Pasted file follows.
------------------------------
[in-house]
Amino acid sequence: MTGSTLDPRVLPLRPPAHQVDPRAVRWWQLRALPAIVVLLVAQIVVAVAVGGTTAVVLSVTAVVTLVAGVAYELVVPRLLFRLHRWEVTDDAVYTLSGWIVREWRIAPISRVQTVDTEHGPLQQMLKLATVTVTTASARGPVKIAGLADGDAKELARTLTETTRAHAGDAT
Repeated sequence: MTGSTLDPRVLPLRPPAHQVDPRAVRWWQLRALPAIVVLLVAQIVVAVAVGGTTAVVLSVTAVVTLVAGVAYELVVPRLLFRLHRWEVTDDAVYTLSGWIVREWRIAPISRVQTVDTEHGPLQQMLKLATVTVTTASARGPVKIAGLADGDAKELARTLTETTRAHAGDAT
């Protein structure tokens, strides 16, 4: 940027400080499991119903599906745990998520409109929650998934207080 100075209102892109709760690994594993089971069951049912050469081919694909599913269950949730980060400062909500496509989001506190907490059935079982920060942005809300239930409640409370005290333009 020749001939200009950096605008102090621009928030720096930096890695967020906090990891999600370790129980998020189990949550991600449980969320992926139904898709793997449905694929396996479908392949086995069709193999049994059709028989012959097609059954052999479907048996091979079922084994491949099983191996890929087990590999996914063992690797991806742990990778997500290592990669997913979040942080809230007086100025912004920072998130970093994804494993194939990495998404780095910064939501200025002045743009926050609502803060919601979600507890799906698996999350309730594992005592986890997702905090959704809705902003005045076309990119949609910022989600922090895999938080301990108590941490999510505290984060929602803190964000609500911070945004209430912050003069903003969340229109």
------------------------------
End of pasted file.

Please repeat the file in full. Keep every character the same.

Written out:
[in-house]
Amino acid sequence: MTGSTLDPRVLPLRPPAHQVDPRAVRWWQLRALPAIVVLLVAQIVVAVAVGGTTAVVLSVTAVVTLVAGVAYELVVPRLLFRLHRWEVTDDAVYTLSGWIVREWRIAPISRVQTVDTEHGPLQQMLKLATVTVTTASARGPVKIAGLADGDAKELARTLTETTRAHAGDAT
Repeated sequence: MTGSTLDPRVLPLRPPAHQVDPRAVRWWQLRALPAIVVLLVAQIVVAVAVGGTTAVVLSVTAVVTLVAGVAYELVVPRLLFRLHRWEVTDDAVYTLSGWIVREWRIAPISRVQTVDTEHGPLQQMLKLATVTVTTASARGPVKIAGLADGDAKELARTLTETTRAHAGDAT
């Protein structure tokens, strides 16, 4: 940027400080499991119903599906745990998520409109929650998934207080 100075209102892109709760690994594993089971069951049912050469081919694909599913269950949730980060400062909500496509989001506190907490059935079982920060942005809300239930409640409370005290333009 020749001939200009950096605008102090621009928030720096930096890695967020906090990891999600370790129980998020189990949550991600449980969320992926139904898709793997449905694929396996479908392949086995069709193999049994059709028989012959097609059954052999479907048996091979079922084994491949099983191996890929087990590999996914063992690797991806742990990778997500290592990669997913979040942080809230007086100025912004920072998130970093994804494993194939990495998404780095910064939501200025002045743009926050609502803060919601979600507890799906698996999350309730594992005592986890997702905090959704809705902003005045076309990119949609910022989600922090895999938080301990108590941490999510505290984060929602803190964000609500911070945004209430912050003069903003969340229109």